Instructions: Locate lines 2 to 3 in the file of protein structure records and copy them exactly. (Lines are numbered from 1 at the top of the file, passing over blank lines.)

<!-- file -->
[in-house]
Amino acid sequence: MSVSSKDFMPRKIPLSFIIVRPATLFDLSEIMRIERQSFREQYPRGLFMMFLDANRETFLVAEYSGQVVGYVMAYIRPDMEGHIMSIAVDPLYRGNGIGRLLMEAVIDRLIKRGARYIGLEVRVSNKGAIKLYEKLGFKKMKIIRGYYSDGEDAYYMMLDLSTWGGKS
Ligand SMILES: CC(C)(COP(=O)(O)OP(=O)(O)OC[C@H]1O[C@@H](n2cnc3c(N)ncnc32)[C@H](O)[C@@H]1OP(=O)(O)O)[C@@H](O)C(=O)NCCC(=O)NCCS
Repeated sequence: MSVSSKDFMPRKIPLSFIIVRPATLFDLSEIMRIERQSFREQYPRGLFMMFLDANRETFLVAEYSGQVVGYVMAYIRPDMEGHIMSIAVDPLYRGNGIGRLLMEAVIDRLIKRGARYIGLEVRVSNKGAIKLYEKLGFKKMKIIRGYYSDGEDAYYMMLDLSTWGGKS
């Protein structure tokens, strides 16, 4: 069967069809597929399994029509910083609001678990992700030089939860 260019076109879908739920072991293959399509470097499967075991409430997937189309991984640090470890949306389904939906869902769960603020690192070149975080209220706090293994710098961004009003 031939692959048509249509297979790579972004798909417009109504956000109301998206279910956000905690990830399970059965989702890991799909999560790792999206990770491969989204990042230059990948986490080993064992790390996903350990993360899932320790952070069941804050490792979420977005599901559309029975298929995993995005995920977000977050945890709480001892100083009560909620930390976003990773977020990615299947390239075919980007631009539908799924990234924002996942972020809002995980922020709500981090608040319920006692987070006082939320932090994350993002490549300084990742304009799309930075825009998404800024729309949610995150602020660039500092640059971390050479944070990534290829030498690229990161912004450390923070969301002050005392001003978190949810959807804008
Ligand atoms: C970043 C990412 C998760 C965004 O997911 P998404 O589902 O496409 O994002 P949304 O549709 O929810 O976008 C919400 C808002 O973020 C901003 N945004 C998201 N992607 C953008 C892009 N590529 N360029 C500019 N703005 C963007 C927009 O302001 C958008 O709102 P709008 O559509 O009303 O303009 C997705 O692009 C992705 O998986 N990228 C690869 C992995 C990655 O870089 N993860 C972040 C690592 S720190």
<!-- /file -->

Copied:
Amino acid sequence: MSVSSKDFMPRKIPLSFIIVRPATLFDLSEIMRIERQSFREQYPRGLFMMFLDANRETFLVAEYSGQVVGYVMAYIRPDMEGHIMSIAVDPLYRGNGIGRLLMEAVIDRLIKRGARYIGLEVRVSNKGAIKLYEKLGFKKMKIIRGYYSDGEDAYYMMLDLSTWGGKS
Ligand SMILES: CC(C)(COP(=O)(O)OP(=O)(O)OC[C@H]1O[C@@H](n2cnc3c(N)ncnc32)[C@H](O)[C@@H]1OP(=O)(O)O)[C@@H](O)C(=O)NCCC(=O)NCCS